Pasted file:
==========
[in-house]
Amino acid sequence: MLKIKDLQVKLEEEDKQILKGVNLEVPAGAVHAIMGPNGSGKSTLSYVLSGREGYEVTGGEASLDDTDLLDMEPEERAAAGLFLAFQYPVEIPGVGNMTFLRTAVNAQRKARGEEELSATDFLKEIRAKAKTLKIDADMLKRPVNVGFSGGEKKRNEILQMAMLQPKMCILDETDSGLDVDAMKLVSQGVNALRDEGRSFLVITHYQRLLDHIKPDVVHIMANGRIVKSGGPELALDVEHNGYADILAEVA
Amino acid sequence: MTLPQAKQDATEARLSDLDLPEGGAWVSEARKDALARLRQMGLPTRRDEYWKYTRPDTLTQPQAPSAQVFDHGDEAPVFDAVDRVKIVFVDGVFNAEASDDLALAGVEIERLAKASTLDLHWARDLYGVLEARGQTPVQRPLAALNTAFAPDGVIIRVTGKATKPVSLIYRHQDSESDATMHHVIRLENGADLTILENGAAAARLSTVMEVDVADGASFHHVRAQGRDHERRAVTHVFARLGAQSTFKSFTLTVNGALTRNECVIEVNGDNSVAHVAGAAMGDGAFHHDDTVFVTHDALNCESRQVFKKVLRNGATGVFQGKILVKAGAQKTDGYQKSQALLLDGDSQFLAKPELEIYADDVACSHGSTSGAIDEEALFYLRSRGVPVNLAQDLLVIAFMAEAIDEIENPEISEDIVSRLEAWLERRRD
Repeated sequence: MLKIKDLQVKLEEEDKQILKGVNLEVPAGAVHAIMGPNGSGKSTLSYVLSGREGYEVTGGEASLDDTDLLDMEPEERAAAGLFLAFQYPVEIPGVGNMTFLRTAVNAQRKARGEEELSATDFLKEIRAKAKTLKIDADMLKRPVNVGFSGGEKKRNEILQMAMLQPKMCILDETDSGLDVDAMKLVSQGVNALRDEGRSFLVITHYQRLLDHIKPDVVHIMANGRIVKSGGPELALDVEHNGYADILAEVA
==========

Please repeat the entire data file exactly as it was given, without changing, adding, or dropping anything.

[in-house]
Amino acid sequence: MLKIKDLQVKLEEEDKQILKGVNLEVPAGAVHAIMGPNGSGKSTLSYVLSGREGYEVTGGEASLDDTDLLDMEPEERAAAGLFLAFQYPVEIPGVGNMTFLRTAVNAQRKARGEEELSATDFLKEIRAKAKTLKIDADMLKRPVNVGFSGGEKKRNEILQMAMLQPKMCILDETDSGLDVDAMKLVSQGVNALRDEGRSFLVITHYQRLLDHIKPDVVHIMANGRIVKSGGPELALDVEHNGYADILAEVA
Amino acid sequence: MTLPQAKQDATEARLSDLDLPEGGAWVSEARKDALARLRQMGLPTRRDEYWKYTRPDTLTQPQAPSAQVFDHGDEAPVFDAVDRVKIVFVDGVFNAEASDDLALAGVEIERLAKASTLDLHWARDLYGVLEARGQTPVQRPLAALNTAFAPDGVIIRVTGKATKPVSLIYRHQDSESDATMHHVIRLENGADLTILENGAAAARLSTVMEVDVADGASFHHVRAQGRDHERRAVTHVFARLGAQSTFKSFTLTVNGALTRNECVIEVNGDNSVAHVAGAAMGDGAFHHDDTVFVTHDALNCESRQVFKKVLRNGATGVFQGKILVKAGAQKTDGYQKSQALLLDGDSQFLAKPELEIYADDVACSHGSTSGAIDEEALFYLRSRGVPVNLAQDLLVIAFMAEAIDEIENPEISEDIVSRLEAWLERRRD
Repeated sequence: MLKIKDLQVKLEEEDKQILKGVNLEVPAGAVHAIMGPNGSGKSTLSYVLSGREGYEVTGGEASLDDTDLLDMEPEERAAAGLFLAFQYPVEIPGVGNMTFLRTAVNAQRKARGEEELSATDFLKEIRAKAKTLKIDADMLKRPVNVGFSGGEKKRNEILQMAMLQPKMCILDETDSGLDVDAMKLVSQGVNALRDEGRSFLVITHYQRLLDHIKPDVVHIMANGRIVKSGGPELALDVEHNGYADILAEVA